Community first

Dollars and quarters add up to sizeable donation to community

When the Base Hit Bar in Davenport was destroyed by fire last winter, Frontier Bank president Jake Voss saw a need. The bar/cafe was the only place in town where people could grab a cup of coffee and have a sit down with their neighbor. “There really wasn’t anywhere else to go,” he said, “so I opened the board room at the bank and invited everyone to use it. We had the seating and the coffee machines already, so I just opened it up.”

The bank is located diagonally across the street from where the cafe sat in downtown Davenport. Voss said several people asked area businesses if there might be a place to hold the traditional coffee vigil, to no avail, which is when he stepped in. “On Fridays, our bank employees provide rolls or doughnuts for everyone,” he added.

Voss said there are two groups who come in on a daily basis; one from 8-9:30 a.m., the second from 9:30-10:30 a.m. Most of the time, they fill the octagon-shaped table capable of seating at least a dozen coffee drinkers.

“When we first started coming here,” said one of the regular social sippers Bonnie Dumler, “we were using styrofoam cups. Then one day we arrived and found a pyramid of Frontier Bank coffee mugs in the middle of the table. Jake got them for us.”

Each mug was immediately claimed and tattooed with its new owner’s name using magic marker. Voss then provided a cupboard to store the mugs when they weren’t in use.

Dumler said the group of coffee drinkers decided right away to contribute money to a kitty to offset the cost of the morning ritual. That kitty has grown into a cool $1,000 since March, Voss said. He added that he uses the money to reimburse his employees for the Friday rolls and purchase some of the other supplies, but, for the most part, the bank buys the coffee. The group says the money is his to do whatever he wants with it.

So, he decided to donate it to the Davenport Area Community Fund as a means of creating an endowment that will benefit the Davenport community.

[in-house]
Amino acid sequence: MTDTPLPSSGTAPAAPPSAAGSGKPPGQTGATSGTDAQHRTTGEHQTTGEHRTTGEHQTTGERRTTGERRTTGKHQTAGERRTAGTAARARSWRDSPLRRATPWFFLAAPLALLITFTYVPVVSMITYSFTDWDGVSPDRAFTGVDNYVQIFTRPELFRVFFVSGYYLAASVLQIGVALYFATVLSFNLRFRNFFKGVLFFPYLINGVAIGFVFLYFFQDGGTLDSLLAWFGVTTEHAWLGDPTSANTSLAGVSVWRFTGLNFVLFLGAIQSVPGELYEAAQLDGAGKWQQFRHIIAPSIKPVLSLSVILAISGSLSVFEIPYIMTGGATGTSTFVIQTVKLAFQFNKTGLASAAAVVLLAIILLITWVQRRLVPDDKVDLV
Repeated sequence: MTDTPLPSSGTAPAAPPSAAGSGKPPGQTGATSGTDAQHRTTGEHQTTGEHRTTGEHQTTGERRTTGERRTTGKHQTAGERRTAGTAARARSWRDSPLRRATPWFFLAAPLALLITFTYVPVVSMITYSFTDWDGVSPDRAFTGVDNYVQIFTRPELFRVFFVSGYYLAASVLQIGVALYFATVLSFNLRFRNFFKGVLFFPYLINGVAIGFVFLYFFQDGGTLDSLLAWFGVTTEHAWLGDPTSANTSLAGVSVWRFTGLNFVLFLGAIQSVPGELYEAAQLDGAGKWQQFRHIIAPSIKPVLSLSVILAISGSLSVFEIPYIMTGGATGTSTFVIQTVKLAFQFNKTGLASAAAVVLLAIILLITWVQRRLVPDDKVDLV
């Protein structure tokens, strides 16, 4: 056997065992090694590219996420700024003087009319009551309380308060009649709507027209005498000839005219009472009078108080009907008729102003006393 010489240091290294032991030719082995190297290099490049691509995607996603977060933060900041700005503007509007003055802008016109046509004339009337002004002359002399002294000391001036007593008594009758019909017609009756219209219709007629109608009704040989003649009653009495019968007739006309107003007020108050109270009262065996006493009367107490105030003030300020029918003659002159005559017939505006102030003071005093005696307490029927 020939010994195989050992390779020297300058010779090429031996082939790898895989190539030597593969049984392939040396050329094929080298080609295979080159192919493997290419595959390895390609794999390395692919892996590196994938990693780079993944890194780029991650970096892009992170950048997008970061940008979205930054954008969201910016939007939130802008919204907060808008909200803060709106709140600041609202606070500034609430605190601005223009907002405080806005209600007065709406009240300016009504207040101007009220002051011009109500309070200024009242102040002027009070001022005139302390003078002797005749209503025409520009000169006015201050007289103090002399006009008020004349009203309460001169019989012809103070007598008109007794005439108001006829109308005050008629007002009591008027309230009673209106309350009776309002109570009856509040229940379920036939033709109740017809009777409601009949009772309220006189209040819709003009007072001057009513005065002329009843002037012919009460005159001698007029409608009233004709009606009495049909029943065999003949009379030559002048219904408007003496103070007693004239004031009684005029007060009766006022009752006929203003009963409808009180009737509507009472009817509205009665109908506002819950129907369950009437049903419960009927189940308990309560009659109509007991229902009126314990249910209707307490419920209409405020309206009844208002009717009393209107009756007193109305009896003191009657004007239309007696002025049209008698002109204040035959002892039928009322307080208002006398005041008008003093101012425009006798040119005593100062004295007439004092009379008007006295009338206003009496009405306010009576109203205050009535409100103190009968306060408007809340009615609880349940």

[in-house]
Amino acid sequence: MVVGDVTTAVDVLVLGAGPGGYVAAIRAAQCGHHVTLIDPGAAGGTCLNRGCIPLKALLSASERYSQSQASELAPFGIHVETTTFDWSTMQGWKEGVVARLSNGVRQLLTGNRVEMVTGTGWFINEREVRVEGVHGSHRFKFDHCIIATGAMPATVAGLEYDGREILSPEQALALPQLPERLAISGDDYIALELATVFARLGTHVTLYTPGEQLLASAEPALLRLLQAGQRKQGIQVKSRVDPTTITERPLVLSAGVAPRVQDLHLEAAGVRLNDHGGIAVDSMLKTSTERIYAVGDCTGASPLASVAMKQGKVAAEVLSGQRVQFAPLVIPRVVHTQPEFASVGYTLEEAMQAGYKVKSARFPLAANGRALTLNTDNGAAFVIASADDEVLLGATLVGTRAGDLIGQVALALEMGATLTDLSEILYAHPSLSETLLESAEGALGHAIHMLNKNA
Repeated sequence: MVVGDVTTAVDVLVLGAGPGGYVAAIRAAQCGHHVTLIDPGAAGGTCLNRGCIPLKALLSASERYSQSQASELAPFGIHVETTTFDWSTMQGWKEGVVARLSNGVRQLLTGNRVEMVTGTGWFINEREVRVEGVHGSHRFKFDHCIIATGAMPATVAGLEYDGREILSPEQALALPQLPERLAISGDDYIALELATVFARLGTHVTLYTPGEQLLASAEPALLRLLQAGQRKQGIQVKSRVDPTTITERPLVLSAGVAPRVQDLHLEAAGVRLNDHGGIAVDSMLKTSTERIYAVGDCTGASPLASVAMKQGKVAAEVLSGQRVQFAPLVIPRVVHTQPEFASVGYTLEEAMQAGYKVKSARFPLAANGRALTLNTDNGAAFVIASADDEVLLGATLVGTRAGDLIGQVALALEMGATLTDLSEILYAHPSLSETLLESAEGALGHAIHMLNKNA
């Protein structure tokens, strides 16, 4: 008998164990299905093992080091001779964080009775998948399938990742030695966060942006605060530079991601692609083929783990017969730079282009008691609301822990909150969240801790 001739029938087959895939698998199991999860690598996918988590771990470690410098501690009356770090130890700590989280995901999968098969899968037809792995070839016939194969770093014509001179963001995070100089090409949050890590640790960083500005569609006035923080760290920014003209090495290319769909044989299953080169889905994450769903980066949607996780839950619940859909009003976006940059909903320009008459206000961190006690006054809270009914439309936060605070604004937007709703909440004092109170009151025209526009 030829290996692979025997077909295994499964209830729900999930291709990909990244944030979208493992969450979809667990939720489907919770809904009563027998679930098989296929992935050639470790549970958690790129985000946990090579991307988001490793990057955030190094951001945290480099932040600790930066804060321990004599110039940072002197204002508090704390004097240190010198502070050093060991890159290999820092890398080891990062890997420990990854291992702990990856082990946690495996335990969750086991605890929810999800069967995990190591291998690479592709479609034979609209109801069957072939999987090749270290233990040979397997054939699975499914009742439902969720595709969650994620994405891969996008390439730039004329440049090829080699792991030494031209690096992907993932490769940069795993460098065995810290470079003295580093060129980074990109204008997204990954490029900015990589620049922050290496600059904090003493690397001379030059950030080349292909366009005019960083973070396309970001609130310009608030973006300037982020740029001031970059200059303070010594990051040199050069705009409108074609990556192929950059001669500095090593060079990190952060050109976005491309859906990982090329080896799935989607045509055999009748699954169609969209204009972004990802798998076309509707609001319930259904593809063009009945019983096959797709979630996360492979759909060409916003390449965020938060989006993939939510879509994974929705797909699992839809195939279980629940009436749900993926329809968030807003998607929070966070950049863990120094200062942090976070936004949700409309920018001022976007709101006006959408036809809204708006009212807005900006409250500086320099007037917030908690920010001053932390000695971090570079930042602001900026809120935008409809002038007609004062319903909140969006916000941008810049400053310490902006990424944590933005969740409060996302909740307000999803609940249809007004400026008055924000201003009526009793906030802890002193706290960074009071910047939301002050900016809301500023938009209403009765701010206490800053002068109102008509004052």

Voss, who is president of the local committee that oversees the community fund, said the Davenport Community Foundation partnered with the Nebraska Community Foundation (NCF) to establish the local fund. “With 205 affiliated funds, the NCF has an impressive track record of helping to build endowments and improving the quality of life in 227 Nebraska communities,” Voss said. “The goal of the Davenport fund is to grow our endowment to $500,000 by the end of 2015.”

Grants offered from this endowment can be used to benefit schools, improve ball fields, purchase needed equipment for the fire and rescue departments, community building improvements, town beautification, scholarships, and encouraging entrepreneurship, he said and added, “All of this can attract people back to Davenport and once again make it a thriving community.”

Voss, who is no stranger to donating time to his community, was recently honored by the Young Leaders of Fillmore County (YLFC) for his outstanding leadership, community service and involvement in Fillmore County. Although he lives in Geneva with his wife, Lori (Trumper), he is a Davenport Community School graduate and president of the Frontier Bank in Davenport. He and his wife have three children; Marlie (9), McKinley (7) and Madden (1).

The YLFC is a group created by young Fillmore County citizens working to ensure that Fillmore County continues to grow, thrive and be a place where people want to live. Through the eyes of his peers, Voss, who always has a great attitude, is someone they can count on to pitch in and help out.


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